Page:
Geoff Willis has recently joined the team, you know him from you Williams days. How can he help? Are you pleased with that appointment?

Geoff is a very grounded, yet talented and creative designer - with aerodynamics as his main forte. I think that he had a very positive impact at Honda, in taking what was quite a heavy car and taking a lot of weight out of it. Obviously he, along with all the other people that have joined the team, need to be able to have the tools at there disposal to come up with a quicker car and that is obviously what he is charged with.
The season is moving into its final stage now, what are the targets for those last few races in Japan, China and Brazil? Is it just to scrape into the points?

Yeah, we have got some developments right through to the end of the season but knowing the way Formula 1 works, unless you have a fundamental problem, which we don't, we just generally need a bit more grip and balance and so I think it is unlikely we are suddenly going to turn up and be as competitive as a McLaren. But we need to finish as strong as we can and then it is straight into winter testing.
Beyond this season, what can RBR do in 2008? Are things looking promising for next year?

I'd like to think so - everybody speaks positively about the year they are not quite in yet, but we have to believe that with the increased financial resource, the increased size of facilities and more clever people, it can only be better.
Do you see yourself continuing in Formula 1 post-2008?

I have no plan to stop racing. So the simple answer is yes, to your question. Yes, as simple as that.
Final two questions, in your opinion, can fellow Brit Lewis Hamilton hold on and win the title in his rookie year? How difficult will it be for him to keep Fernando Alonso behind him, especially now the gap is down to just three points?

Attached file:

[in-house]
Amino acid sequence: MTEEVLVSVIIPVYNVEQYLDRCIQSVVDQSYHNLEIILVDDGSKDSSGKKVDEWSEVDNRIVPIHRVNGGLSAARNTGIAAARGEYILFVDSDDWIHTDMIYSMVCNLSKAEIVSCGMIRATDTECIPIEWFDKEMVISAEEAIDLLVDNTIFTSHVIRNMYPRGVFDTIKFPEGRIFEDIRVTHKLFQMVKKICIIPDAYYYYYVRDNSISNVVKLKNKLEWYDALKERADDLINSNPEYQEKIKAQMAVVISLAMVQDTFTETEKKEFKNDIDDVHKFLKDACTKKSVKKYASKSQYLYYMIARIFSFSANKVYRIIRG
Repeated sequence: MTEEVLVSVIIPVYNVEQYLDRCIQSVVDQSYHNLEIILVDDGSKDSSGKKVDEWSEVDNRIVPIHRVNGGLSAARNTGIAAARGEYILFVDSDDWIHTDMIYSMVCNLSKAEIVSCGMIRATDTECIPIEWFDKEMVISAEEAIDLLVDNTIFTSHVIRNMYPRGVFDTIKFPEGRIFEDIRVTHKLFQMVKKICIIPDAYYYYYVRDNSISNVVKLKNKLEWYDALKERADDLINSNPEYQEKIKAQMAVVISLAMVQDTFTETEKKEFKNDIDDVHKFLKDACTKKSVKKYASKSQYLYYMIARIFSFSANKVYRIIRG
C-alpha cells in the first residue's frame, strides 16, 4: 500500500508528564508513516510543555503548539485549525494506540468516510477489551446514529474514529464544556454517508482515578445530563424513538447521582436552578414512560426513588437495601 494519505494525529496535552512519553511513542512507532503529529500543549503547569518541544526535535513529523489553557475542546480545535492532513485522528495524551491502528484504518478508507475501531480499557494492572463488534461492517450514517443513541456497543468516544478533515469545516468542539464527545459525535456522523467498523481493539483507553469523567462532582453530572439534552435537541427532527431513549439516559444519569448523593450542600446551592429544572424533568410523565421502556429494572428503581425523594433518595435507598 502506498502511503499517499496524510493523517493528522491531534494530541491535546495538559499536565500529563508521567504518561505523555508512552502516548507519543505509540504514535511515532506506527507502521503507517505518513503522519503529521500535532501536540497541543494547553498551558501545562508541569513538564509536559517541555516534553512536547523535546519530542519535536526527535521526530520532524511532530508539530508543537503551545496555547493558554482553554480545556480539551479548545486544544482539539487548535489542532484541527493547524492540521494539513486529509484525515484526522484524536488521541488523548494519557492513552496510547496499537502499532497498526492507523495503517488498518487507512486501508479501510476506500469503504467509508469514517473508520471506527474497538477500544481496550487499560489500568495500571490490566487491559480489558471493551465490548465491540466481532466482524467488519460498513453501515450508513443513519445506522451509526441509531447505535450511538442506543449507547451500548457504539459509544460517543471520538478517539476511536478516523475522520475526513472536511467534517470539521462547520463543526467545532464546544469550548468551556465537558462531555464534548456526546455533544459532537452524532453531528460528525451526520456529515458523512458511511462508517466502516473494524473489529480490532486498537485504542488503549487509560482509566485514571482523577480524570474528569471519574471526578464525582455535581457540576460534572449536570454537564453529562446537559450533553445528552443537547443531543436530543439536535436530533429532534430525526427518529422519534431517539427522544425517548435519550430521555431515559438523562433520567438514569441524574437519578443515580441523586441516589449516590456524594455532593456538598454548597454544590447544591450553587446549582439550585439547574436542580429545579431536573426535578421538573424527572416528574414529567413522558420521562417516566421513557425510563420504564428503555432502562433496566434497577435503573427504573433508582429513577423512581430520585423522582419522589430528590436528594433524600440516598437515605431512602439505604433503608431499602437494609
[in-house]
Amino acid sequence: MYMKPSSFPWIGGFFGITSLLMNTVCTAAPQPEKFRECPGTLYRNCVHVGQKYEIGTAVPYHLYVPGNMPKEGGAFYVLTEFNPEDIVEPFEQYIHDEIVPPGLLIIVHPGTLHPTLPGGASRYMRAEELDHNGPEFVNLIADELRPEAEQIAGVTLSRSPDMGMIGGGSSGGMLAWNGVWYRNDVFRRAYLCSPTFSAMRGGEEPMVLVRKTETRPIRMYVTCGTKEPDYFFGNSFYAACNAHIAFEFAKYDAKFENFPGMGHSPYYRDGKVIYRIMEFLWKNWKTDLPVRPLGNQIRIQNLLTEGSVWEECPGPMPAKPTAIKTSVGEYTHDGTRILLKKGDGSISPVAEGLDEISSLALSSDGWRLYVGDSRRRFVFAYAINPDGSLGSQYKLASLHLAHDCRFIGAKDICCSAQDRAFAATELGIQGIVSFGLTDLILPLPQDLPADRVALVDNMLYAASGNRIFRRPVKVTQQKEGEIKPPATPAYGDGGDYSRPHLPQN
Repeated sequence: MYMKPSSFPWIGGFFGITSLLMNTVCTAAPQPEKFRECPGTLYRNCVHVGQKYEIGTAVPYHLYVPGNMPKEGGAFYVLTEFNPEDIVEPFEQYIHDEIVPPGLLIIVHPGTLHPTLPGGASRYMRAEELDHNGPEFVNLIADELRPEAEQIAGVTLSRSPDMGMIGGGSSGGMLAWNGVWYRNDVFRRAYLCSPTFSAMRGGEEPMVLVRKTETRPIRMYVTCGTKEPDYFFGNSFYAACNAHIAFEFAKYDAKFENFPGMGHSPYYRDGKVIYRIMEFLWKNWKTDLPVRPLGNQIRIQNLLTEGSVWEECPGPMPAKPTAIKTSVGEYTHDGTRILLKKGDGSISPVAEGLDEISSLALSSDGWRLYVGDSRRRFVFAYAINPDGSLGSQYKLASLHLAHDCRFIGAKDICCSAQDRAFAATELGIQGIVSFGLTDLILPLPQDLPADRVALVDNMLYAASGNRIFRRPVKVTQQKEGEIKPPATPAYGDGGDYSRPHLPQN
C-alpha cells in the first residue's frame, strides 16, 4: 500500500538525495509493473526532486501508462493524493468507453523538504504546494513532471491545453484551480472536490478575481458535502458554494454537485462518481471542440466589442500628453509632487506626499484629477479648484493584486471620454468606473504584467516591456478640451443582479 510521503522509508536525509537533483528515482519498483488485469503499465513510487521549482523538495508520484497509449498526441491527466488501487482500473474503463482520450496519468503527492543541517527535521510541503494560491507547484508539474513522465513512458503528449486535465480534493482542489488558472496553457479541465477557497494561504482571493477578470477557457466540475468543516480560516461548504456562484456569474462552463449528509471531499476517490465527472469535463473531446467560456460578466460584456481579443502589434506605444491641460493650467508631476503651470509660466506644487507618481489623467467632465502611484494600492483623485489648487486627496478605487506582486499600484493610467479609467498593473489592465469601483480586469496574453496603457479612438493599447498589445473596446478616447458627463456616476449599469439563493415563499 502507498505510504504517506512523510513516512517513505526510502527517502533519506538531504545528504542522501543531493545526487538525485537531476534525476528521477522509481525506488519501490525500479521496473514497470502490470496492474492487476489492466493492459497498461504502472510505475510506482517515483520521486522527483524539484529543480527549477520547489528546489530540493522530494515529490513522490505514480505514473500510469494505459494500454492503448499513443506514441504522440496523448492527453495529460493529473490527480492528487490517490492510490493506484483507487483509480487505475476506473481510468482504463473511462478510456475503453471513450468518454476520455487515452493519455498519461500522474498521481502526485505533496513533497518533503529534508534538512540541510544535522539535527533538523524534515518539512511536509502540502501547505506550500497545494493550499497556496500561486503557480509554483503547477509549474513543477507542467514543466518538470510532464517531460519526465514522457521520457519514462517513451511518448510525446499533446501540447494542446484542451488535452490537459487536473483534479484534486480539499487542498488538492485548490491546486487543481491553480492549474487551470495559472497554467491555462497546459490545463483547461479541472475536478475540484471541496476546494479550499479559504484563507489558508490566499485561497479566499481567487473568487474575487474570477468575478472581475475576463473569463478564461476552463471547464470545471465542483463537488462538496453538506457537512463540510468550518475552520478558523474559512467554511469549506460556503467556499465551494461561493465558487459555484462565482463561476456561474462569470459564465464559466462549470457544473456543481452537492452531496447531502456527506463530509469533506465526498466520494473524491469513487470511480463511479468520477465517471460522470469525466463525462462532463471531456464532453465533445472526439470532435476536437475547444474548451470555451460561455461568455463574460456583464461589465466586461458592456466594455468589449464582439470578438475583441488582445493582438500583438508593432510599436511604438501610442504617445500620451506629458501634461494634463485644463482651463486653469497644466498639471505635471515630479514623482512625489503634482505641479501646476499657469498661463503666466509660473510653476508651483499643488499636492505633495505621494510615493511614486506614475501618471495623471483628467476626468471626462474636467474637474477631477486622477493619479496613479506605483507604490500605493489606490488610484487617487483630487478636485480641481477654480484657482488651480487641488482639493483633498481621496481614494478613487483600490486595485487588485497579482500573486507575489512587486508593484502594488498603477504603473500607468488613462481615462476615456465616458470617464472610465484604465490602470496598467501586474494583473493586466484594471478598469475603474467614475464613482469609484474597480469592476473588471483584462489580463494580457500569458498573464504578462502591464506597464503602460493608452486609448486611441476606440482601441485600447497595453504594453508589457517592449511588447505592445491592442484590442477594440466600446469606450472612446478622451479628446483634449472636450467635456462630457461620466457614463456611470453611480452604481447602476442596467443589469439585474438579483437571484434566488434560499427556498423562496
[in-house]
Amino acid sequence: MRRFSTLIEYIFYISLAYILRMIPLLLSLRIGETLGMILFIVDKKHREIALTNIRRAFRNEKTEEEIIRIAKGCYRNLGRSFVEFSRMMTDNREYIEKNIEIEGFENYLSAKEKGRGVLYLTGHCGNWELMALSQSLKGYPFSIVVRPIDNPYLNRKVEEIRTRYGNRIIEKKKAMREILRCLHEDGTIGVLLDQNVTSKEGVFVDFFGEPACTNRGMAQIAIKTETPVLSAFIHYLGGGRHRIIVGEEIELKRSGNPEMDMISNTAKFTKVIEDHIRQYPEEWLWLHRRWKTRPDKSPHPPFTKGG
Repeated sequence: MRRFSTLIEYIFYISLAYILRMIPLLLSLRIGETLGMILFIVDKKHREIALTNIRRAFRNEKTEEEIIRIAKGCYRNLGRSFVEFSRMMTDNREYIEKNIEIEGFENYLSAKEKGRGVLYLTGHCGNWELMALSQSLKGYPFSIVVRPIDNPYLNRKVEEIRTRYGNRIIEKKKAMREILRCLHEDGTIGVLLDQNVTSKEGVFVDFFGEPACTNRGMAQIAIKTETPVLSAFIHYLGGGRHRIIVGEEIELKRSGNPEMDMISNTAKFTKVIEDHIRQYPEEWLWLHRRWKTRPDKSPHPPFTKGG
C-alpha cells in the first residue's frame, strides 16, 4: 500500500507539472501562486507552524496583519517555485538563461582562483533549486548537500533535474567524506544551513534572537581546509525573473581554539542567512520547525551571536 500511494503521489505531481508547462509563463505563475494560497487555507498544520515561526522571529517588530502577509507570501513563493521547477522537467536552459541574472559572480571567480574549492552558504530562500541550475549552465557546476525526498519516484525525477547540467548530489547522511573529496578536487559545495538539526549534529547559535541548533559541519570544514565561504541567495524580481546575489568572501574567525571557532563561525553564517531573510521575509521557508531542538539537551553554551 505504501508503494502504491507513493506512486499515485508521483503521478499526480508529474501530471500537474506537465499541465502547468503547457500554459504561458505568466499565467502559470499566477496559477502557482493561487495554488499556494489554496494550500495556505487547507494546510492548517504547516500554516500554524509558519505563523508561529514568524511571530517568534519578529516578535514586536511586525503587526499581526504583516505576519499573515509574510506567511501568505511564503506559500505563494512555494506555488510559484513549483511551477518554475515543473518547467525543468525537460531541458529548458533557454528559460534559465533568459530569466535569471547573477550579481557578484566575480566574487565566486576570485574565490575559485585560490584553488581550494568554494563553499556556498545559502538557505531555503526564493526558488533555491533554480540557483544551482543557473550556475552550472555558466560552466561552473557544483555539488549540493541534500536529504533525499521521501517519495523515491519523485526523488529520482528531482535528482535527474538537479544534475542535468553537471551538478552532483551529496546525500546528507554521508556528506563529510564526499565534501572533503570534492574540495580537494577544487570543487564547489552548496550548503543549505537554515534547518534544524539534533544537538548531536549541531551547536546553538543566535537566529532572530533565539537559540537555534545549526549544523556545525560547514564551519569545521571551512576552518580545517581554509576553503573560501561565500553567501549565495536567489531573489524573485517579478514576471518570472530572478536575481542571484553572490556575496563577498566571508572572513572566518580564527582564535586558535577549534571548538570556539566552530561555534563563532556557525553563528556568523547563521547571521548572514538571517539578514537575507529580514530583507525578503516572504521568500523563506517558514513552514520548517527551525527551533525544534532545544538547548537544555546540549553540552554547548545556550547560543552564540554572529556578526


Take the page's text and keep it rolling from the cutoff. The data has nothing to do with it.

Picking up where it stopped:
It is not any more difficult with four races to go than it was to get in front of him in the first four races. He just needs to use the tools more effectively than Fernando and he will win the championship. A lot of people are saying that because the gap is closing, Fernando is using his experience and things like that. But that is just the way races go. Fernando was unlucky with reliability earlier this season, unlucky with a red flag situation in Canada, unlucky with the penalty in Budapest and all of those things add up. Let's wait and see.
The second World Motor Sport Council spy row hearing takes place this Thursday - do you have any inklings on how it might go?

I obviously have no idea what new evidence is going to be produced and what the cross-examination is going to be. But the rumour is McLaren will lose constructors' points if they are found to have had information regarding the Ferrari car and the organisation for a bit longer than they suggested. I simply don't know what the outcome is going to be, but I do know that having spent nine years with McLaren, they have never tried to seek the unfair advantage. They have always just tried to exploit the rules to the maximum. Also I think Mercedes [McLaren's engine partner] have invested a great deal in the sport. They have been fantastic the way they have acted within Formula 1 and the way they have supported drivers' and continue to do so and it will be a terrible shame for them to be affected by it as well.